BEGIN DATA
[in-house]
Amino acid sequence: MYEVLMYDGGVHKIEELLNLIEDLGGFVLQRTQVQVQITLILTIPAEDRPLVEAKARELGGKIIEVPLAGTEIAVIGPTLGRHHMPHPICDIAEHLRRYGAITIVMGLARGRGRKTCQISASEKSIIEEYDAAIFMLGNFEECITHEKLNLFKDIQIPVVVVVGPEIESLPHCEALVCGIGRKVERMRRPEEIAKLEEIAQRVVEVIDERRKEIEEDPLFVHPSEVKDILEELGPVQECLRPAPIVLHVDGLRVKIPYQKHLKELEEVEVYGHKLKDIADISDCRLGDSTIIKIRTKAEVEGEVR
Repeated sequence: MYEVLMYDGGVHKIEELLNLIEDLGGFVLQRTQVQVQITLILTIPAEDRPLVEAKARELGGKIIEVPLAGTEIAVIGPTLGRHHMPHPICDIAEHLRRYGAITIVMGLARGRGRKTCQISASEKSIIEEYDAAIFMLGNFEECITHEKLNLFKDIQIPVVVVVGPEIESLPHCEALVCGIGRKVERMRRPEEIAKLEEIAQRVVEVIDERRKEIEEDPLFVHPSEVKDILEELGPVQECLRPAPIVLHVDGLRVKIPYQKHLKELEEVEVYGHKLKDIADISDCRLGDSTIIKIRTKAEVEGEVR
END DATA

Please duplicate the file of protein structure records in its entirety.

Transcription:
[in-house]
Amino acid sequence: MYEVLMYDGGVHKIEELLNLIEDLGGFVLQRTQVQVQITLILTIPAEDRPLVEAKARELGGKIIEVPLAGTEIAVIGPTLGRHHMPHPICDIAEHLRRYGAITIVMGLARGRGRKTCQISASEKSIIEEYDAAIFMLGNFEECITHEKLNLFKDIQIPVVVVVGPEIESLPHCEALVCGIGRKVERMRRPEEIAKLEEIAQRVVEVIDERRKEIEEDPLFVHPSEVKDILEELGPVQECLRPAPIVLHVDGLRVKIPYQKHLKELEEVEVYGHKLKDIADISDCRLGDSTIIKIRTKAEVEGEVR
Repeated sequence: MYEVLMYDGGVHKIEELLNLIEDLGGFVLQRTQVQVQITLILTIPAEDRPLVEAKARELGGKIIEVPLAGTEIAVIGPTLGRHHMPHPICDIAEHLRRYGAITIVMGLARGRGRKTCQISASEKSIIEEYDAAIFMLGNFEECITHEKLNLFKDIQIPVVVVVGPEIESLPHCEALVCGIGRKVERMRRPEEIAKLEEIAQRVVEVIDERRKEIEEDPLFVHPSEVKDILEELGPVQECLRPAPIVLHVDGLRVKIPYQKHLKELEEVEVYGHKLKDIADISDCRLGDSTIIKIRTKAEVEGEVR